So what actually happened on the flight to Atlanta?

David Toaff
David ToaffCourtesy of David Toaff

"I was heading to Atlanta in a very good mood. I had been through some difficult financial times in my life, but was at that point had been doing well as a loan officer for the past several years.”

Talking with a passenger next to him who seemed down on his luck, Toaff says he gave him a bracelet as a gift, apparently drawing the ire of another passenger.

“I'm a very extroverted guy, I was talking to an African-American man, a young social worker, who was sitting to the left of me. We were chatting. I was on my way to a vacation with my brother and I was very excited about that, and I decided that...I had all these bracelets that I had bought online, and I gave this guy one of them.”

“Yeah, it's a little unusual, but that's the kind of thing that I've done in my life, when you've had times in your life when you had nothing, then you suddenly find yourself doing well financially, some people are very quick to give things away because we believe it comes back anyway."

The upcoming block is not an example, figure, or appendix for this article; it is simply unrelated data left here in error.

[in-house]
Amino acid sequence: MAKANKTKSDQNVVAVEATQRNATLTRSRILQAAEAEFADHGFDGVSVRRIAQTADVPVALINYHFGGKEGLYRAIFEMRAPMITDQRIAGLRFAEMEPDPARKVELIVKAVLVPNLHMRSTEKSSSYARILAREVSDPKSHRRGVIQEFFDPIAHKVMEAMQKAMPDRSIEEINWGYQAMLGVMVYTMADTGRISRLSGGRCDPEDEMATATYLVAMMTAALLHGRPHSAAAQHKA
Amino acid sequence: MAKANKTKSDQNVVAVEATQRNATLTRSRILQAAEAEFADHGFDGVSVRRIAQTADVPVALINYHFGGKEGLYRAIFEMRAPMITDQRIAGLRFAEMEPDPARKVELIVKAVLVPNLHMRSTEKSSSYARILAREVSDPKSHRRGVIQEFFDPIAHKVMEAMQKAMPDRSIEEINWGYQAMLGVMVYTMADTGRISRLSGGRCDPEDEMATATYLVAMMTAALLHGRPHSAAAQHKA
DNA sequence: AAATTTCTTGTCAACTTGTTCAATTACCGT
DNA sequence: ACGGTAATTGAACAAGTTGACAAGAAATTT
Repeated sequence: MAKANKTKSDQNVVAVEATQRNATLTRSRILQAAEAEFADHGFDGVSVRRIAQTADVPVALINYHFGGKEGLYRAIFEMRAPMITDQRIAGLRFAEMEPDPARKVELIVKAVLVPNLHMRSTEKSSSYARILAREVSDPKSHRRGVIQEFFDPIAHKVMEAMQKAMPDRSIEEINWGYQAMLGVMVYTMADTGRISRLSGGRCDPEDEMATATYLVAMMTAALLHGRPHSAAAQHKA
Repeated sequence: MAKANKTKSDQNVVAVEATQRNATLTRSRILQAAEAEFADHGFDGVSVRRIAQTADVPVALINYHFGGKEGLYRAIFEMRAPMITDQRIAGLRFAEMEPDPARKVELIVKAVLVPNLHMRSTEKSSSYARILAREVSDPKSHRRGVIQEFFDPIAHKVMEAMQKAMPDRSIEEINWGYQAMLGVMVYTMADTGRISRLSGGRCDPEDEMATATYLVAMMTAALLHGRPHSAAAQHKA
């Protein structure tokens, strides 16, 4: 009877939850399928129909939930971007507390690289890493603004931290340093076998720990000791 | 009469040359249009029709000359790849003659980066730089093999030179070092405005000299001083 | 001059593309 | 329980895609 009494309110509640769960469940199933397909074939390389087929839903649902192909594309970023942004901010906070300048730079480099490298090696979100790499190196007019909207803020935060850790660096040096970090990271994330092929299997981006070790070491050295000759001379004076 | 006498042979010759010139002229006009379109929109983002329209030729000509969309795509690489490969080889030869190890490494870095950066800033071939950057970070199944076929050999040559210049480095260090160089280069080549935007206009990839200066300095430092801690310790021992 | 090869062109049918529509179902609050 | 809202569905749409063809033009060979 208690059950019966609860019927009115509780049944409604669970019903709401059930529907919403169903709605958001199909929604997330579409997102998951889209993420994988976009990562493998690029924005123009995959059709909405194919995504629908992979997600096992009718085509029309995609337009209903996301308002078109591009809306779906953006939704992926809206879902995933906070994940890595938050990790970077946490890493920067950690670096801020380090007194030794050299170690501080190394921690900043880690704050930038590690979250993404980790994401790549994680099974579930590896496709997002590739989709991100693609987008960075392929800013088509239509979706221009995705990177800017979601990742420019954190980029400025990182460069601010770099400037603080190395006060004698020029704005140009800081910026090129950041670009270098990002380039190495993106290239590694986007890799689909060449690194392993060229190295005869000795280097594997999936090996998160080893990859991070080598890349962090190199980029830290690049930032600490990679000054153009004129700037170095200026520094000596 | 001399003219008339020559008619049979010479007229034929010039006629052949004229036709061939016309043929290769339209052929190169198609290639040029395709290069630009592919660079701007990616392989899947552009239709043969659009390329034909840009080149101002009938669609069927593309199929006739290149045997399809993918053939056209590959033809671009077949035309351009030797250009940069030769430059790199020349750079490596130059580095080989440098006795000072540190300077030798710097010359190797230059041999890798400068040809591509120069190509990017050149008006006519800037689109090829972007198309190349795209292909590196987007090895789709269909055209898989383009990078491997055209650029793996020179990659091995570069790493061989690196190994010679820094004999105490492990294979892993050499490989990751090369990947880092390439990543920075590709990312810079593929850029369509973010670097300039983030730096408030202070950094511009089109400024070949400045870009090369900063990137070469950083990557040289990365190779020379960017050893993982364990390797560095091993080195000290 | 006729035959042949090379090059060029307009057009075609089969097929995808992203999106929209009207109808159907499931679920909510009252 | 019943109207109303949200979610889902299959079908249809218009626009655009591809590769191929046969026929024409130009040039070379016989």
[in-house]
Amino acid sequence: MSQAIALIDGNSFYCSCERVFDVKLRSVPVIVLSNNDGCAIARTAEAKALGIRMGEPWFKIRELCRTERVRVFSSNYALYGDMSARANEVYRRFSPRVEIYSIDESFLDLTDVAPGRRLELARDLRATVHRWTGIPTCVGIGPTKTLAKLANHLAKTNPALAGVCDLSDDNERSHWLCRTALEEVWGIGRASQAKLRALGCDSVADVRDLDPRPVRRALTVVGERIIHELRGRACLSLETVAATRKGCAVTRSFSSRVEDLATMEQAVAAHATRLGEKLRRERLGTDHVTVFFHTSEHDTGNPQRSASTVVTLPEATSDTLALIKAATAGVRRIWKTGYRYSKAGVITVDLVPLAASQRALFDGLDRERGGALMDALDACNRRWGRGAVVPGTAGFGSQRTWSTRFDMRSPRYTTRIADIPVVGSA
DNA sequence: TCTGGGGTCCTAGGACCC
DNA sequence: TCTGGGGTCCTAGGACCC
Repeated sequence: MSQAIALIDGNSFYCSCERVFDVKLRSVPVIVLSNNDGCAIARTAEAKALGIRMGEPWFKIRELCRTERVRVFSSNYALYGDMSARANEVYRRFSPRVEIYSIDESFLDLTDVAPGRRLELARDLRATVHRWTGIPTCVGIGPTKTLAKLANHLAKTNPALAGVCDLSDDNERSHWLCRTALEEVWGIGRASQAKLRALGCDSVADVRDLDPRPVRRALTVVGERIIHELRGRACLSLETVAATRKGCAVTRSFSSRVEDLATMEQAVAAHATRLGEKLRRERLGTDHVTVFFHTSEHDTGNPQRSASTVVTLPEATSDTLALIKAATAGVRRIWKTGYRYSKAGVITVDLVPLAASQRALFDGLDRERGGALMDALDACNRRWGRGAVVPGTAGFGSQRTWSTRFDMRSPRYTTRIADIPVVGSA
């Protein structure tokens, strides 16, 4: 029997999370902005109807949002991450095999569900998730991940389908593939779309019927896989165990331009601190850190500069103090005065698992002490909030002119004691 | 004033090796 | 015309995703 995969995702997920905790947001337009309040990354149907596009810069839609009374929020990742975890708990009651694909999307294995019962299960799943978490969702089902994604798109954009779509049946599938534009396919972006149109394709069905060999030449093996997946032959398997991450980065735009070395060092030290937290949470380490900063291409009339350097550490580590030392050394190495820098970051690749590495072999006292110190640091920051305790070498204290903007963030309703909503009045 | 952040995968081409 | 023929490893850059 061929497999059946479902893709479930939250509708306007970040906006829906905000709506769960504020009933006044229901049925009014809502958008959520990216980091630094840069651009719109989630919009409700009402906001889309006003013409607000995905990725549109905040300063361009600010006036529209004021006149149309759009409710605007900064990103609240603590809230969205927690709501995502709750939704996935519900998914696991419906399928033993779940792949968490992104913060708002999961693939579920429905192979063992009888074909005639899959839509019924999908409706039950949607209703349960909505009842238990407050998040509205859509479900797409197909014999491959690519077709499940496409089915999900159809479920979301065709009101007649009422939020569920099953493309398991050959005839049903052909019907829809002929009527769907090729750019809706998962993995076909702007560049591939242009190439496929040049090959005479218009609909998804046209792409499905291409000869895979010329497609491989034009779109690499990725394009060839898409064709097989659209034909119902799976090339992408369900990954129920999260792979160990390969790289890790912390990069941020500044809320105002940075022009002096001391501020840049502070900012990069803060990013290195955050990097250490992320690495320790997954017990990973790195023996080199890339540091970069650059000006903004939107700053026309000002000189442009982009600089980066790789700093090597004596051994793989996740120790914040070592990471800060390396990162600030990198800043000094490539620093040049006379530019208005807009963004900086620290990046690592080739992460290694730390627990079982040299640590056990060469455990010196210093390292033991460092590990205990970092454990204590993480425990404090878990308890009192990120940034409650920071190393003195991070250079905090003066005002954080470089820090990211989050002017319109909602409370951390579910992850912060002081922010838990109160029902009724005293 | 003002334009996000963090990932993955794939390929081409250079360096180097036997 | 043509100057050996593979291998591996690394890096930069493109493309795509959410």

"To the right of me, Jordan Dale's friend... he looked at me during this with absolute disgust. I don't know if he thought that this was some person that I was dating or what he thought, but I've never had someone look at me with such anger."

Because of the Jewish items Toaff was carrying and the gift he had given the other passenger, Toaff believed the passenger to his right was angered either by his Jewishness, or by a false impression regarding the nature of the gift.

“I had a Magen David [Star of David] on my chain, he could see my tallit and Tefillin [phylacteries], he could figure out that I'm Jewish pretty easily.”

“He saw my tallit and Tefllin and looked just sickened.”

“I could only presume that this guy was prejudiced, because why else would he look at a total stranger with so much hatred. I told him, both representing me and the guy sitting to the left of me that we're not 'going' anywhere."

"He continued to look at me and he took out his phone while looking at my belongings and typing to somebody rapidly for literally 25-30 minutes. It was a very strange and uncomfortable situation."